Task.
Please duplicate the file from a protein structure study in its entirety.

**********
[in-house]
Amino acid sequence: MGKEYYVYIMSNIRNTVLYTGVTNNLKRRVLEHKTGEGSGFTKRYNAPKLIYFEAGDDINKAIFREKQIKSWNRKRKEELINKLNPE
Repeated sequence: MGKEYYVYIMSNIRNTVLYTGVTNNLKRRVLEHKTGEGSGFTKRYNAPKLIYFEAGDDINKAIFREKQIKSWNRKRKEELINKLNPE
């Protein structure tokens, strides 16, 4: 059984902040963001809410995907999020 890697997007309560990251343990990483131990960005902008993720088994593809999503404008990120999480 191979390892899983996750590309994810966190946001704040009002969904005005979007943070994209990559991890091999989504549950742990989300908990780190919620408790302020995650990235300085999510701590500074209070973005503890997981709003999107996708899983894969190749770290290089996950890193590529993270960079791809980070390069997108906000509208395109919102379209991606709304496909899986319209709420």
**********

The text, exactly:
[in-house]
Amino acid sequence: MGKEYYVYIMSNIRNTVLYTGVTNNLKRRVLEHKTGEGSGFTKRYNAPKLIYFEAGDDINKAIFREKQIKSWNRKRKEELINKLNPE
Repeated sequence: MGKEYYVYIMSNIRNTVLYTGVTNNLKRRVLEHKTGEGSGFTKRYNAPKLIYFEAGDDINKAIFREKQIKSWNRKRKEELINKLNPE
């Protein structure tokens, strides 16, 4: 059984902040963001809410995907999020 890697997007309560990251343990990483131990960005902008993720088994593809999503404008990120999480 191979390892899983996750590309994810966190946001704040009002969904005005979007943070994209990559991890091999989504549950742990989300908990780190919620408790302020995650990235300085999510701590500074209070973005503890997981709003999107996708899983894969190749770290290089996950890193590529993270960079791809980070390069997108906000509208395109919102379209991606709304496909899986319209709420």